Also, while evangelical Protestants had the largest percentage of ambassadors than all the other religious categories, black Protestants and Catholics had higher percentages of accommodators than evangelical Protestants.

The Zoom webinar "Democracy and Faith Under Siege: Responding to Christian Nationalism," hosted by Christians Against Christian Nationalism, was streamed on Jan. 27, 2021. The event was moderated by Amanda Tyler, executive director of the Baptist Joint Committee for Religious Liberty (upper left), and featured The Most Rev. Michael Curry, Presiding Bishop of The Episcopal Church (upper right); The Rev. Elizabeth A. Eaton, Presiding Bishop of the Evangelical Lutheran Church in America (lower right); and Dr. Andrew L. Whitehead, Associate Professor of Sociology at Indiana University Purdue University-Indianapolis (lower left). |

“We see that almost 80% of evangelical Protestants are at least accommodators or ambassadors of Christian Nationalism, so very prevalent,” said Whitehead.

“But even in mainline Protestantism, we see that over 30% are accommodators and just under 20% are ambassadors, so half of mainline Protestants in the U.S. are, again, friendly towards Christian nationalism.”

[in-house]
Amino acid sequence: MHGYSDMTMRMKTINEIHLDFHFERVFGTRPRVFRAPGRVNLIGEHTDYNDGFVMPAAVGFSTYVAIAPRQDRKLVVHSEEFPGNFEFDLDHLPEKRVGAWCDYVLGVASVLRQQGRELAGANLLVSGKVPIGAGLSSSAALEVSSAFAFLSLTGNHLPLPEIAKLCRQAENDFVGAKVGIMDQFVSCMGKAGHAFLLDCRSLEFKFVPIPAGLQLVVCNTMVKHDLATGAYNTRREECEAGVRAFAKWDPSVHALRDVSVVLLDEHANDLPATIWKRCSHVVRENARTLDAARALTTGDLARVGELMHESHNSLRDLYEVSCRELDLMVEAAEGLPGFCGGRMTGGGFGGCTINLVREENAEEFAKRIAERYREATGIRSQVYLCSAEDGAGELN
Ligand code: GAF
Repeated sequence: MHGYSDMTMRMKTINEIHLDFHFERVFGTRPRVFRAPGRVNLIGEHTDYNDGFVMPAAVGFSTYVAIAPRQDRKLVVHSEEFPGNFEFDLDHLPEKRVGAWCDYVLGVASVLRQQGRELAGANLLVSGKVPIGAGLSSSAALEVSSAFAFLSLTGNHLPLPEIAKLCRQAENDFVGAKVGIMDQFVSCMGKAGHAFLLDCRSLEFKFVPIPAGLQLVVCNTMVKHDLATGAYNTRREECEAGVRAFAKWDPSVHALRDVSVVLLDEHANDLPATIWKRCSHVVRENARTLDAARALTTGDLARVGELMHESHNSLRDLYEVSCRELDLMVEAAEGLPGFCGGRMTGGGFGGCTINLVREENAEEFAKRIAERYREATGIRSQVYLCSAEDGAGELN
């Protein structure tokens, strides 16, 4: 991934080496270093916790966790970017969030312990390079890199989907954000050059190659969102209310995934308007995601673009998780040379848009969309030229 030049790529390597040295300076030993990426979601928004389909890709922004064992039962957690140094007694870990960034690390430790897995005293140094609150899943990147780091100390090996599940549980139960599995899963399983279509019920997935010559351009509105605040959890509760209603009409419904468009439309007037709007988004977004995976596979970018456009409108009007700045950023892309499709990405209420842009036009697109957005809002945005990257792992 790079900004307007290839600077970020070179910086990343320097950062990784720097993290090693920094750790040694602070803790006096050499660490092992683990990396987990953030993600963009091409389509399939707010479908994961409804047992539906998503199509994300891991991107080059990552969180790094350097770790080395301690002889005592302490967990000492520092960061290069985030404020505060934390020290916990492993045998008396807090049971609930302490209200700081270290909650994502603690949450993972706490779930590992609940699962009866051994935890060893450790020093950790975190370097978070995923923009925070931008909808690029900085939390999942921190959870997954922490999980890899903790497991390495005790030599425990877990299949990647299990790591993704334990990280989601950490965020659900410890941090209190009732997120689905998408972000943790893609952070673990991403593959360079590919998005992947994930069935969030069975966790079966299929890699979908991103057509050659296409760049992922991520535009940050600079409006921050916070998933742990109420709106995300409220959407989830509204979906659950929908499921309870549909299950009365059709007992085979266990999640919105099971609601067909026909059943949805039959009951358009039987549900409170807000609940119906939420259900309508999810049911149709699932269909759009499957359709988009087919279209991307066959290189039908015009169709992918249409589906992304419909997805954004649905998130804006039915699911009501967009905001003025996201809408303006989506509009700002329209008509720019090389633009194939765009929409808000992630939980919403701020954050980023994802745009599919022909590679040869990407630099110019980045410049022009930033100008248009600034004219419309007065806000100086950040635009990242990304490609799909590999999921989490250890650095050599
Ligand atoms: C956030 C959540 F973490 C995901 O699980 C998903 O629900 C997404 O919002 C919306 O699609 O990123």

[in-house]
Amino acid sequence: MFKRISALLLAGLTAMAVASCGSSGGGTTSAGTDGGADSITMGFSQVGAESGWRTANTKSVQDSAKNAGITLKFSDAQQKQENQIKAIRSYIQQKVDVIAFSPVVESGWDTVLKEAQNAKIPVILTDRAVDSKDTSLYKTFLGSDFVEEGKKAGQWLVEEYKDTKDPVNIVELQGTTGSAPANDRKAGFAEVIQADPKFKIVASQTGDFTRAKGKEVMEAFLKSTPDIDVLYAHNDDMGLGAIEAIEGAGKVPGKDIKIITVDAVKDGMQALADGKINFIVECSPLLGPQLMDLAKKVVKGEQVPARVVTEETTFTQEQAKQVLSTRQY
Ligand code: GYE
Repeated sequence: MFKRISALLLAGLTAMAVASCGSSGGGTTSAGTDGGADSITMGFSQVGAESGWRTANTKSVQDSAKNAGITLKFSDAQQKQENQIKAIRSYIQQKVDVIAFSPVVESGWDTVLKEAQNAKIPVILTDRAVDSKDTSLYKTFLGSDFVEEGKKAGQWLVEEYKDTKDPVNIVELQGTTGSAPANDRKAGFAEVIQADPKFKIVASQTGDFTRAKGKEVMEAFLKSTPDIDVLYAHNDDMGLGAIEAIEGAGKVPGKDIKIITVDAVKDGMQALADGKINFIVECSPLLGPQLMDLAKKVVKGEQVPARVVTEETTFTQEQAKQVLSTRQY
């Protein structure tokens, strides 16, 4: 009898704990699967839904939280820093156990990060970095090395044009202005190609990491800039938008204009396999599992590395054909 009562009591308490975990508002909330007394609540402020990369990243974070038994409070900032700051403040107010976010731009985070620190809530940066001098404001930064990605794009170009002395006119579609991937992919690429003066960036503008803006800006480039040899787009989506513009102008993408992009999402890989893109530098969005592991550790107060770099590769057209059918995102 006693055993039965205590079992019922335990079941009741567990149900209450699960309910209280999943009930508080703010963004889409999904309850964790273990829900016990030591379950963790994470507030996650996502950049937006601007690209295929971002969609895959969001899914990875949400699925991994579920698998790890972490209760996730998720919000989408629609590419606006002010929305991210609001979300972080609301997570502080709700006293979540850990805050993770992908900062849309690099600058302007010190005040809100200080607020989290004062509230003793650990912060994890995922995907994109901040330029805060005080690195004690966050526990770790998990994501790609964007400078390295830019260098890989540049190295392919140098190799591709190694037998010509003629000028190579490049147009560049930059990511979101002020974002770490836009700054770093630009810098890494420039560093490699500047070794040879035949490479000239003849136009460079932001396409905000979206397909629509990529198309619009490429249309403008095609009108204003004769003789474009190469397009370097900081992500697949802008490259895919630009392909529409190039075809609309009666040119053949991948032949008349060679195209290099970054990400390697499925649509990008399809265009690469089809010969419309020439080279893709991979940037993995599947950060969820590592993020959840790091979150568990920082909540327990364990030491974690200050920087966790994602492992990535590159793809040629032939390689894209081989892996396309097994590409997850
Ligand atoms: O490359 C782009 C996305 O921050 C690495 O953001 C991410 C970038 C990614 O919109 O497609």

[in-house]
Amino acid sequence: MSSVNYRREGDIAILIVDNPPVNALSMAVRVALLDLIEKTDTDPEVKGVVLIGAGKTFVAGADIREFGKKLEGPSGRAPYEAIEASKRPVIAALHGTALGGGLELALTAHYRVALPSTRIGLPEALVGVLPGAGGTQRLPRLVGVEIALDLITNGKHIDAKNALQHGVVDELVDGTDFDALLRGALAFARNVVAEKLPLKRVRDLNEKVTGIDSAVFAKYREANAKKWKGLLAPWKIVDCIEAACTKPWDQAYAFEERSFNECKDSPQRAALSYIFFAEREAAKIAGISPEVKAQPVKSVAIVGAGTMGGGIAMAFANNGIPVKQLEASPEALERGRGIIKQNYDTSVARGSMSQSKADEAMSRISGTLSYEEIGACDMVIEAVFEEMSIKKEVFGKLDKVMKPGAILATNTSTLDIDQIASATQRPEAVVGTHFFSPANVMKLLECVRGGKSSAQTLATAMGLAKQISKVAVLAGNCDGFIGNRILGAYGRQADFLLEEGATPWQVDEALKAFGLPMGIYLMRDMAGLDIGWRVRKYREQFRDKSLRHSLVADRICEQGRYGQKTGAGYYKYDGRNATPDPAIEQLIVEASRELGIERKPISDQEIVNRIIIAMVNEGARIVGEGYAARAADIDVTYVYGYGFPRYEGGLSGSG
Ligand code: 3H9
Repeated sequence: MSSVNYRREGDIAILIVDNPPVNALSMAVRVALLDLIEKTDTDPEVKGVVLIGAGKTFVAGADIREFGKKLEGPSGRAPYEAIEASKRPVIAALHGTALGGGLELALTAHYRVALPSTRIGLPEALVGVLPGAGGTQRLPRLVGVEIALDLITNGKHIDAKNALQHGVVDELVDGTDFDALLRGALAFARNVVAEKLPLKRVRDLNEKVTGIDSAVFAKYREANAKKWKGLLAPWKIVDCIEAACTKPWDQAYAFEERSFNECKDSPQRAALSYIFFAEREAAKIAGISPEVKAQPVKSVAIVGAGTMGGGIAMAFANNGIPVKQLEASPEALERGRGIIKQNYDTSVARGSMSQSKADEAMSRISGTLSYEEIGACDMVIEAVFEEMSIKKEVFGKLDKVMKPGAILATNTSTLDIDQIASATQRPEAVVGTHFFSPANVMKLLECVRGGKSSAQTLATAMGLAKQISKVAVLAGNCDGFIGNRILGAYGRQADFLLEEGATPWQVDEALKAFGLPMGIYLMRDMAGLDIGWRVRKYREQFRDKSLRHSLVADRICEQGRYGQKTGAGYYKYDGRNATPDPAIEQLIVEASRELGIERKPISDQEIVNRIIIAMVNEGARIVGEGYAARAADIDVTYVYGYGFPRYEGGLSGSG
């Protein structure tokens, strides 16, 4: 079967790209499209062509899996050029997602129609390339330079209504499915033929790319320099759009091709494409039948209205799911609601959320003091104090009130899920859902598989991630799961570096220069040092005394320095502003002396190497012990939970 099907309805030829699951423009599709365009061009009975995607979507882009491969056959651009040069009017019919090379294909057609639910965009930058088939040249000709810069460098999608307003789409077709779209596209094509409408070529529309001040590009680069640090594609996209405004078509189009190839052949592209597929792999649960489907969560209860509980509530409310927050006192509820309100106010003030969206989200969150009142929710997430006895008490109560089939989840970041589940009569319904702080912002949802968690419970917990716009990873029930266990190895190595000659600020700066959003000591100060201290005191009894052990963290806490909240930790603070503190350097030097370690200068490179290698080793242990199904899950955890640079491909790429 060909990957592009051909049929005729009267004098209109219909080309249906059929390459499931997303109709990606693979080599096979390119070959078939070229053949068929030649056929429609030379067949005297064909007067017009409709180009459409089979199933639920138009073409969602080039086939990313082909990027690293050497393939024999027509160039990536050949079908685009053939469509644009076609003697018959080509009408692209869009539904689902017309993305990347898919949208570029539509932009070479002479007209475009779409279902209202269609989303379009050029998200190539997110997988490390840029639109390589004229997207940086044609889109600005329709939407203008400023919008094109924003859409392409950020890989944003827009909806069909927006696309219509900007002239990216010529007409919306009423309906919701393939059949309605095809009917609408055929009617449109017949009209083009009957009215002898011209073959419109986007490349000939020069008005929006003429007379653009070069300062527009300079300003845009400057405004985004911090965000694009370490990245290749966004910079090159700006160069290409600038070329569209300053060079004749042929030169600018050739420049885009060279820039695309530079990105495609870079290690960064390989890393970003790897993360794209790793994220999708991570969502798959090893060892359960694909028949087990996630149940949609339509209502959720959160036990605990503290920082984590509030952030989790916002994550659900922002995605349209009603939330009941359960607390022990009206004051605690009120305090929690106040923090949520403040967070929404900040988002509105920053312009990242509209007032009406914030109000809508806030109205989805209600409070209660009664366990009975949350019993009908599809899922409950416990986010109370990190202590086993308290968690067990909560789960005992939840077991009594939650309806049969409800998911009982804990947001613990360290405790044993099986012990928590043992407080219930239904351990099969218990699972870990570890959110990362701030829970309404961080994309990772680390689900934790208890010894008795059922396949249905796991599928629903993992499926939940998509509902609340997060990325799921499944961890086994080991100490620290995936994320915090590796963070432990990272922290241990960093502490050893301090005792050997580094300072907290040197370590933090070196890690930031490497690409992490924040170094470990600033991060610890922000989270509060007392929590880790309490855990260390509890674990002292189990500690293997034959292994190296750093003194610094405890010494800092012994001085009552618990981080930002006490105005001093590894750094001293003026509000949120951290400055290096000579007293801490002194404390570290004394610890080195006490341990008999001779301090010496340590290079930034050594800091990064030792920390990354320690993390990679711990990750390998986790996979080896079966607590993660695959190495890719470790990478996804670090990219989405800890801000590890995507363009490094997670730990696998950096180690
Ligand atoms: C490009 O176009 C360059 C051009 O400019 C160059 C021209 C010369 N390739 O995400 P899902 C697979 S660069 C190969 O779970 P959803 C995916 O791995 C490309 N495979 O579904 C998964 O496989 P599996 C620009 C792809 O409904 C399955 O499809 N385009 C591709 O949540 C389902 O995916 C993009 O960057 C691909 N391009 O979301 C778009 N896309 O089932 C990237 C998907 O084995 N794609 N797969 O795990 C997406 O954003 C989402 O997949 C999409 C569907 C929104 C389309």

Whitehead mentioned the presence of Christian nationalism at the Jan. 6 riot on Capitol Hill in Washington, D.C., showing photos from the protest of a group of people praying before a large cross and others holding “Jesus 2020” signs.

“In order to make sense of this riot, while Christian nationalism is not the only explanation, it is a key part of understanding what took place,” said Whitehead.

“Christian nationalism is pervasive across all segments of U.S. society, within different religious traditions as well, and is influential in shaping Americans’ behaviors and attitudes,” he concluded.

“So it is absolutely a threat to a pluralistic, democratic society and something that needs to be wrestled with in order to move forward and not repeat the events of January 6.”

The webinar also featured comments from the Most Rev. Michael Curry, presiding bishop of The Episcopal Church, and the Rev. Elizabeth A. Eaton, presiding bishop of the Evangelical Lutheran Church in America.

During his remarks, Bishop Curry said he believes that there are “innocent forms of Christian nationalism,” pointing to an example from his childhood in the 1960s.

Curry explained that at his childhood church, there were many members who came from the West Indies and so some disputed whether the sanctuary should display the American flag or the United Kingdom flag.